The authority’s recommendations are likely to be controversial due to concerns about the integrity of some international credits and plans by some companies to rely on access to cheap offsets to meet emissions reduction targets, rather than cut their own pollution.

The authority said the international carbon market was still evolving in the wake of the 2015 Paris climate agreement. It suggested a national carbon market strategy would help clarify the separate roles played by Australian carbon credits and much cheaper international offsets.

But the authority’s chief executive, Brad Archer, said using offsets should not be seen as a substitute for a “plan to decarbonise”:

We need to be reducing emissions wherever we can, as quickly as we can, where that makes sense to do it, but there’s always going to be a need for offsets.

The climate change minister, Chris Bowen, said the government would formally respond to its recommendations in due course but its immediate focus was on the “integrity and growth of the domestic carbon market”.

Critics including the Australian National University’s Prof Andrew Macintosh – a former chair of the government’s emissions reduction assurance committee who used to be responsible for the integrity of the system – have released academic papers arguing that most credits do not actually represent real or new emissions cuts. The clean energy regulator, which is responsible for the system, has rejected this.

Labor has commissioned a review of the Australian system headed by the former chief scientist, Prof Ian Chubb. It is due to report back by the end of the year.

Damian Carrington

Damian Carrington

Australian scientists say the world’s largest ice sheet can still be saved if the Paris climate change agreement succeeds.

The East Antarctic sheet is due south of Tasmania and holds the vast majority of Earth’s glacier ice. Sea levels would rise by 52 metres if it all melted. It was thought to be stable, but is now showing signs of vulnerability, the scientists said.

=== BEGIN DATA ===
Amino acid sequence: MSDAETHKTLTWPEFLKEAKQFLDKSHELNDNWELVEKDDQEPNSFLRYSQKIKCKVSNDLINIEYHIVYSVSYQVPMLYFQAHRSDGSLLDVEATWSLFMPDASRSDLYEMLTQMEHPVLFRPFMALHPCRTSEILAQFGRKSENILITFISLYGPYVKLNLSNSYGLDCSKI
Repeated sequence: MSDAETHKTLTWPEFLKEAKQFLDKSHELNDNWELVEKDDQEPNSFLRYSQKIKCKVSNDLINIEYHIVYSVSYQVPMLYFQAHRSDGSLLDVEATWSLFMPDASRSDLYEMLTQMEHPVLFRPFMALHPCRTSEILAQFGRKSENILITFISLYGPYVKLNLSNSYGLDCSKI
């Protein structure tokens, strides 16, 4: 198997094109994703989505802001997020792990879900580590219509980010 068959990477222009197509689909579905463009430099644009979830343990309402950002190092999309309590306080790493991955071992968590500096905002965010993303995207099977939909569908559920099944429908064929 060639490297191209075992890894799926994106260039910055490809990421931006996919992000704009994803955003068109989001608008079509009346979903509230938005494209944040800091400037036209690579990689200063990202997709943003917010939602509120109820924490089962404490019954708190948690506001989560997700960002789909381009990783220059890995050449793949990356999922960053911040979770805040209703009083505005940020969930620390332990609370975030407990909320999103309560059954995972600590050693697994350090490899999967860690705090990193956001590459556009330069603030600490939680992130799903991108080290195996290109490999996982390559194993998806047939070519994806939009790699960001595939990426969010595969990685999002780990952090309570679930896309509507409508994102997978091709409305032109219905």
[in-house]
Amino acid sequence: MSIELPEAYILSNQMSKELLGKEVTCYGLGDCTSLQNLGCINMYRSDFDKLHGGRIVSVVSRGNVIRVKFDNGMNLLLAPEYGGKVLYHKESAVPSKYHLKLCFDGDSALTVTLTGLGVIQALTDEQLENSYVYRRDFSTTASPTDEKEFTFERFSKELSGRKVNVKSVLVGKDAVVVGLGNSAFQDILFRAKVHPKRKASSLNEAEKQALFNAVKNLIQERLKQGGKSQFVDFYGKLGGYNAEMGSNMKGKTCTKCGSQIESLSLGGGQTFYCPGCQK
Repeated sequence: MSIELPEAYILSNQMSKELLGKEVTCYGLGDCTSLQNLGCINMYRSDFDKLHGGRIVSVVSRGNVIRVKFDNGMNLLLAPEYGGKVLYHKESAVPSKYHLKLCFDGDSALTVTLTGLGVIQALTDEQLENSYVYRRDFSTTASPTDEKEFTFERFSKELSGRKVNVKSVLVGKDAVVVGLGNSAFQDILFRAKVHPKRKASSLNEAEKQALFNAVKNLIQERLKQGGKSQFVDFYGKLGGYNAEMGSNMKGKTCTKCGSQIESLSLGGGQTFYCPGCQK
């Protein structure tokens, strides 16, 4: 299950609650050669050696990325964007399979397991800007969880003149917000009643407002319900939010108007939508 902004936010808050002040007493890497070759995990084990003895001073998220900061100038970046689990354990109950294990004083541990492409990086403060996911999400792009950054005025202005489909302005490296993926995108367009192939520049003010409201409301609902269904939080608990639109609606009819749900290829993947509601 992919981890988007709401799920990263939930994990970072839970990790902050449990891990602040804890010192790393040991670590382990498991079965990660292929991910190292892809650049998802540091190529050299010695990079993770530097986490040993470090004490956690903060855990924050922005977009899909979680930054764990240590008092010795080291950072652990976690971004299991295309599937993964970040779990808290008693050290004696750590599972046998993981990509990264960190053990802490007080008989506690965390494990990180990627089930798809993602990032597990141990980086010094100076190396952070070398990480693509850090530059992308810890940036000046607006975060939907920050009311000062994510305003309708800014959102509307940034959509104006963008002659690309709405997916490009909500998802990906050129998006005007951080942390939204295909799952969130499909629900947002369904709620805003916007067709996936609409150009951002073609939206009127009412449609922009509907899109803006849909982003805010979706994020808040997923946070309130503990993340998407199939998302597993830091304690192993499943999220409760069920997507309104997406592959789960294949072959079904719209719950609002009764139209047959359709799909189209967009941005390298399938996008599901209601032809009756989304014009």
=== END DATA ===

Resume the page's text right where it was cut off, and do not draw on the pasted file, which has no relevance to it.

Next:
The EAIS is far larger than the West Antarctic ice sheet (WAIS), which hosts the so-called “doomsday” Thwaites glacier, which has lost significant stability. Total loss of the WAIS would cause 5 metres of sea level rise.

Sea level is rising faster today than for at least 3,000 years, as mountain glaciers and the Greenland ice cap melt, and ocean waters expand as they heat. Even a few metres of sea level rise will redraw the map of the world, with profound consequences for millions of people in coastal cities from New York City to Shanghai.

The Greenland ice sheet, which could deliver 7 metres of sea level rise, is on the brink of a tipping point after which accelerated melting would become inevitable, scientists warned in 2021. While the full impact of melting ice is felt over centuries, researchers warned that the level of carbon emissions over the next few decades will lock in future sea level rise.

For more on this story read the full report by the Guardian’s environment editor Damian Carrington.

Peter Hannam

Peter Hannam

Inflation forecasts

Australia’s RBA and Treasury (and so the Albanese government) are forecasting inflation to peak at just under 8% by the end of 2022, with commercial banks (but not investors) tipping the RBA’s cash rate to peak around the same time.

The US provided some indication overnight that higher official interest rates are taking the steam out of price rise, with inflation in July coming in at 8.5%, down from 9.1% in June. Prices were unchanged on a monthly basis.

The impact on financial markets has been notable, with Wall Street up 1.6% to 2.9%, depending on your index.

The prospect of fewer interest rate rises to come – based on the latest inflation numbers, at least – also sent the US dollar tumbling. That sent the Australian dollar bolting over the 70 US cent mark, rising about 1.6 cents to 70.8 US cents.

One month doesn’t make a trend, of course, with much hinging on what happens to oil and food prices. Vladimir Putin and wild weather are tough to predict.

Still, there may be some short-term reassessment of inflation prospects in Australia, too. Before the release of US data, investors were still predicting a steady march higher of the RBA’s cash rate. That may ease back a bit.

Prior to the slightly weaker US July inflation data, investors were tipping a 3-in-4 chance the RBA will lift its cash rate 50 basis points to 2.35% at its Sept meeting. Presumably these odds will be pared back to the extent Australia’s inflation trajectory will be lower too. pic.twitter.com/0rbfeGiAZ1

— Peter Hannam (@p_hannam) August 10, 2022